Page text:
ALLENTOWN, Pa. - The winter morning of Wednesday, February 23, 1994, dawned gray, cold and snowy over the Lehigh Valley. The few pedestrians on Allentown's Hamilton Mall shivered under its snow-covered canopies, stepping carefully while hoping to avoid the drifts that gathered at each corner. There was little vehicle traffic, but that was not unusual on so icy a morning.
Clearly though something unusual was happening at the corner of 7th and Hamilton. It was only when they got there and looked north that pedestrians had a shock that riveted them to the sidewalk, the brain not believing what the eyes were seeing. There was Corporate Plaza, the city's newest office building cracked in two like a discarded eggshell and half sunken below the pavement. What was hailed as the city's redevelopment salvation had become an instant ruin.
Some were saying that it could be saved. But Allentown Mayor William L. Heydt, just 2 ½ months into the job, had few illusions about its future. "The building," he said in a statement that was videotaped, picked up by CNN and carried across the country, "is history."
The circumstances that led to the drama of Corporate Plaza's death had been laid many thousands of years ago in the limestone soil that honeycombs the Lehigh Valley.
In 2000, Percy Dougherty, Kutztown University geography professor, sinkhole expert and Lehigh County commissioner, noted that the Corporate Plaza sinkhole was probably two holes. He also noted that the ingredients for such holes were formed at the time of the Ice Age. "Trying to predict such sinkholes is futile," Dougherty said.
Frank Moyer, the geological engineer with F&M Associates who did the test borings for Corporate Plaza told the press on March 16, 1994 that his recommendation to set the 7-story building on spread footings, which are placed in the soil at the bottom of support columns to distribute or spread the buildings weight over a bigger area, was flawed. Previous tall buildings like the new Lehigh County Courthouse in 1963 were put on a thick concrete pad. In 1928 PPL skyscraper architect Harvey Wiley Corbett sunk his building's roots deep into bedrock using support columns called caissons, 19 in all. "I made recommendations which were followed and obviously failed," said Moyer.
Ancient local geology hit the late 20th century on February 23, 1994 at 12:30 a.m. Stunned workers at the city water plant noticed a 2 foot drop in levels at the East Side and Huckleberry Ridge reservoirs. Eight million gallons of city water had disappeared.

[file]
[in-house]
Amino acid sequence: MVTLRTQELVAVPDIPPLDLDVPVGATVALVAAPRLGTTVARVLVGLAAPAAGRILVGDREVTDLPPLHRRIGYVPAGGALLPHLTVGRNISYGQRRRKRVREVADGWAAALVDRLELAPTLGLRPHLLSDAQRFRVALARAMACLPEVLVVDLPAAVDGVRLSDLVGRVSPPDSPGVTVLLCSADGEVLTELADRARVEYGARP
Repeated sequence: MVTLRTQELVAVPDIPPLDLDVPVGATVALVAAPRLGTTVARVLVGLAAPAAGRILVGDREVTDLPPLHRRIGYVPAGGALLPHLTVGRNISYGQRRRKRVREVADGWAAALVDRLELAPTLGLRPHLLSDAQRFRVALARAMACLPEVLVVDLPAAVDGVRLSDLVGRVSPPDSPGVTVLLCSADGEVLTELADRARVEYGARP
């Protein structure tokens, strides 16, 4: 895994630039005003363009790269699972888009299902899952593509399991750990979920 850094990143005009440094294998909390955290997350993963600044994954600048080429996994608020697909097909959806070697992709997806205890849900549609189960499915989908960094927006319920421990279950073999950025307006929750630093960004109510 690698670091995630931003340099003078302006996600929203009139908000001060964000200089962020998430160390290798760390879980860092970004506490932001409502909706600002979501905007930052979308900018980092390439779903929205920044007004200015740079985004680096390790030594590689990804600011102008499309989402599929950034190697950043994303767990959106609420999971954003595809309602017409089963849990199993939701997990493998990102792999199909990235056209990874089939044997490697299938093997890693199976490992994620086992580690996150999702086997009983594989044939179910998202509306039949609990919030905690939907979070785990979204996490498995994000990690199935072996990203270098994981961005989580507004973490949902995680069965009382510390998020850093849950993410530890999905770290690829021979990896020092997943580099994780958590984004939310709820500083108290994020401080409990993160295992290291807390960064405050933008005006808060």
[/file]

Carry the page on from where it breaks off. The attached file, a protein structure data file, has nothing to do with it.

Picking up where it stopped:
Water resources manager Dan Koplish called the mayor who joined a team of fire department and sanitation crews looking for the leak. At 4 a.m. a huge one was found by a city sanitation worker on 7th street just north of Center Square. As it bubbled Heydt turned toward Corporate Plaza and saw it shudder. Shortly thereafter window glass began to break and bricks popped.
Like the "unsinkable" Titanic, Corporate Plaza was living on borrowed time. At 6:30 a.m. when one of the building's huge support pillars slipped into the sinkhole causing the building to crack into the form of a massive V, no one doubted that Heydt's instinct was correct.
But Corporate Plaza had no ocean to disappear into. Its failure was visible for almost a month and attracted crowds of the curious. From nearby office buildings and restaurants, downtown workers, shoppers and others gathered.
One favored vantage spot was a second-floor back window at the former Wendy's restaurant. A man who lived in Easton traveled to Allentown by bus every day to position himself there. To anyone who would listen he offered a running commentary on the slowly sagging building's fate
Later Corporate Plaza's tenants traded stories about how odd the building had always seemed. Linda L. Kauffman, then executive director of the Allentown Parking Authority, recalled how she had a picture on the wall that never hung right. "Every morning I would come in, and the picture would be crooked," she recalled. And the evening before the collapse while working late with another employee, both noticed strange noises and often groans as if the seven-story building was alive.
The morning of the collapse Kauffman and other tenants were allowed back into the building one last time to pick up personal items. She got photos and other small items. Later with city Director of Community Development Donald Bernhard, she used wastepaper baskets to scoop up unpaid ticket receipts.
Another tenant, attorney Tom Anewalt, hoping to save his collection of vintage political memorabilia, was allowed to enter the building. He was able to rescue a portrait of President Franklin Roosevelt, but could not save his campaign button collection, some of which had been a gift from his grandfather.
In death Corporate Plaza proved more durable than anyone had suspected. "Headache" balls swung from cranes seemed puny and futile against its solid walls. Even an army of them would have hardly made a dent in the efforts to turn the structure to rubble.
Finally a decision was reached to implode the building. Perhaps, under the theory "when you have a lemon, make lemonade" the city sold 3000 tickets at $5 for the right to pull the switch. It raised $20,000 for the Red Cross and the Allentown Downtown Improvement District.
At 9 a.m. on March 19, 1994, Steve Pukszyn, a 48-year-old warehouse worker, the winner of the contest, flipped the toggle and with a siren's scream and five huge bangs, Corporate Plaza disintegrated. Its last visible remnant was a windsock on the rooftop helicopter pad that fluttered briefly like a pennant on a castle wall before it too disappeared into the billowing gray dust of the rubble cloud.
Gradually the Corporate Plaza site reverted to a parking lot it had once been. Thus it remained until construction of the new arena got underway in December. Its builders promise a more modern technique and a surer foundation.
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